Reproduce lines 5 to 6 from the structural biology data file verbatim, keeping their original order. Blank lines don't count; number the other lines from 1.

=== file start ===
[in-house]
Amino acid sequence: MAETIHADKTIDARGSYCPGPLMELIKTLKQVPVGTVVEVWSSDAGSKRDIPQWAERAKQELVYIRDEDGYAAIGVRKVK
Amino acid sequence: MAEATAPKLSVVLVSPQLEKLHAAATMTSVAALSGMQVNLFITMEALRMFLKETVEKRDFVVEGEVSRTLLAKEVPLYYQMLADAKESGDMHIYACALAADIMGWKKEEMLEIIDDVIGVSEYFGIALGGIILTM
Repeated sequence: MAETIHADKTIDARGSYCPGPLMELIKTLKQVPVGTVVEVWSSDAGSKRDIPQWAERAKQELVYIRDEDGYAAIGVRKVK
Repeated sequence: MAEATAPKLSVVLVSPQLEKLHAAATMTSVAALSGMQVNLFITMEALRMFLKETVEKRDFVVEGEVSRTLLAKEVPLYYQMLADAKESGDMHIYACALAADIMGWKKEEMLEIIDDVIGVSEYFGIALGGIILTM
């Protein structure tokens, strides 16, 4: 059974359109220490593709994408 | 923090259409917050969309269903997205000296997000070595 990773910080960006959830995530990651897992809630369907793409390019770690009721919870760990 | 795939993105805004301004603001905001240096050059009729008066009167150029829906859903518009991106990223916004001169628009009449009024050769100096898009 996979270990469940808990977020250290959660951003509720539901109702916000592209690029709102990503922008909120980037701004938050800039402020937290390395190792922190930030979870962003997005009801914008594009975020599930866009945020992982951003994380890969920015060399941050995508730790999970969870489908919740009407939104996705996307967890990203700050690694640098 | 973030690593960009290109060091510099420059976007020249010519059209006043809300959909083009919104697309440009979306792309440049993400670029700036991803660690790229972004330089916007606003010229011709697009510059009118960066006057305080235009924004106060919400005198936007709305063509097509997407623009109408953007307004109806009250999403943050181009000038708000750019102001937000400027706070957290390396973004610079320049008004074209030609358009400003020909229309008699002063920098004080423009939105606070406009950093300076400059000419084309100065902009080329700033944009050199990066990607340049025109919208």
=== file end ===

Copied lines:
Repeated sequence: MAEATAPKLSVVLVSPQLEKLHAAATMTSVAALSGMQVNLFITMEALRMFLKETVEKRDFVVEGEVSRTLLAKEVPLYYQMLADAKESGDMHIYACALAADIMGWKKEEMLEIIDDVIGVSEYFGIALGGIILTM
């Protein structure tokens, strides 16, 4: 059974359109220490593709994408 | 923090259409917050969309269903997205000296997000070595 990773910080960006959830995530990651897992809630369907793409390019770690009721919870760990 | 795939993105805004301004603001905001240096050059009729008066009167150029829906859903518009991106990223916004001169628009009449009024050769100096898009 996979270990469940808990977020250290959660951003509720539901109702916000592209690029709102990503922008909120980037701004938050800039402020937290390395190792922190930030979870962003997005009801914008594009975020599930866009945020992982951003994380890969920015060399941050995508730790999970969870489908919740009407939104996705996307967890990203700050690694640098 | 973030690593960009290109060091510099420059976007020249010519059209006043809300959909083009919104697309440009979306792309440049993400670029700036991803660690790229972004330089916007606003010229011709697009510059009118960066006057305080235009924004106060919400005198936007709305063509097509997407623009109408953007307004109806009250999403943050181009000038708000750019102001937000400027706070957290390396973004610079320049008004074209030609358009400003020909229309008699002063920098004080423009939105606070406009950093300076400059000419084309100065902009080329700033944009050199990066990607340049025109919208």